The Taming of the Shrew By William Shakespeare Act IV: Scene 3

Well, come, my Kate; we will unto your father's
Even in these honest mean habiliments.
Our purses shall be proud, our garments poor
For 'tis the mind that makes the body rich;
And as the sun breaks through the darkest clouds,
So honour peereth in the meanest habit.
What, is the jay more precious than the lark
Because his feathers are more beautiful?
Or is the adder better than the eel
Because his painted skin contents the eye?
O no, good Kate; neither art thou the worse
For this poor furniture and mean array.
If thou account'st it shame, lay it on me;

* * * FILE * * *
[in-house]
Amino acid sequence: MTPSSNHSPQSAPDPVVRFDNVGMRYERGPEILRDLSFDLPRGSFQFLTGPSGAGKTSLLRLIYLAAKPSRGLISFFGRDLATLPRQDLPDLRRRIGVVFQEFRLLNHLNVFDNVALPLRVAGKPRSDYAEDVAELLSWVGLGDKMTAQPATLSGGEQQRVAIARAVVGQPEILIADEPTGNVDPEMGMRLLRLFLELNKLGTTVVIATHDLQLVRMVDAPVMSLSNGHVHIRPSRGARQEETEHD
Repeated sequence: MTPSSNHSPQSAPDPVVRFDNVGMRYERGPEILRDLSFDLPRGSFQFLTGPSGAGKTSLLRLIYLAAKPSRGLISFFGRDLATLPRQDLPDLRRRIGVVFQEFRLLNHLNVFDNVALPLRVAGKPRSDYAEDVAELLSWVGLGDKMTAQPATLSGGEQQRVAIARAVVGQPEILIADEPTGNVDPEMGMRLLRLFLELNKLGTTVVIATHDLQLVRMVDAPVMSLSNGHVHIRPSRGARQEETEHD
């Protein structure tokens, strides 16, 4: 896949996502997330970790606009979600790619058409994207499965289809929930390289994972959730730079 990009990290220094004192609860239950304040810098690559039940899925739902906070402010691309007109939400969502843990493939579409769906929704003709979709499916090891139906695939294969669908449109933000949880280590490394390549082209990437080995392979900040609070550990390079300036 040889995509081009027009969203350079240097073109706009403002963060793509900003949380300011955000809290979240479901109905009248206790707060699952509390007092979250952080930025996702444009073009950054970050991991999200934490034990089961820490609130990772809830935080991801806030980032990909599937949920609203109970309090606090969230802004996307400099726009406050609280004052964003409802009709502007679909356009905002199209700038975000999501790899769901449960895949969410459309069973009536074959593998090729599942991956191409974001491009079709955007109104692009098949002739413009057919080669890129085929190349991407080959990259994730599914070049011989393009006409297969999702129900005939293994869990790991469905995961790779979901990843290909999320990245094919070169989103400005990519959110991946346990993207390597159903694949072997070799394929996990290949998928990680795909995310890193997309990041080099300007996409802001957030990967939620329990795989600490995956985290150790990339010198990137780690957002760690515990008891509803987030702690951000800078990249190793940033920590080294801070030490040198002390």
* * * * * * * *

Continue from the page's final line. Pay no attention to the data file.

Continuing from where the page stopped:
And therefore frolic; we will hence forthwith,
To feast and sport us at thy father's house.
Go call my men, and let us straight to him;
And bring our horses unto Long-lane end;
There will we mount, and thither walk on foot.
Let's see; I think 'tis now some seven o'clock,
And well we may come there by dinner-time.

I dare assure you, sir, 'tis almost two,
And 'twill be supper-time ere you come there.

It shall be seven ere I go to horse.
Look what I speak, or do, or think to do,
You are still crossing it. Sirs, let 't alone:
I will not go to-day; and ere I do,
It shall be what o'clock I say it is.

Why, so this gallant will command the sun.


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Bartholomew, the page disguised as Sly’s wife, says she cannot sleep with Sly because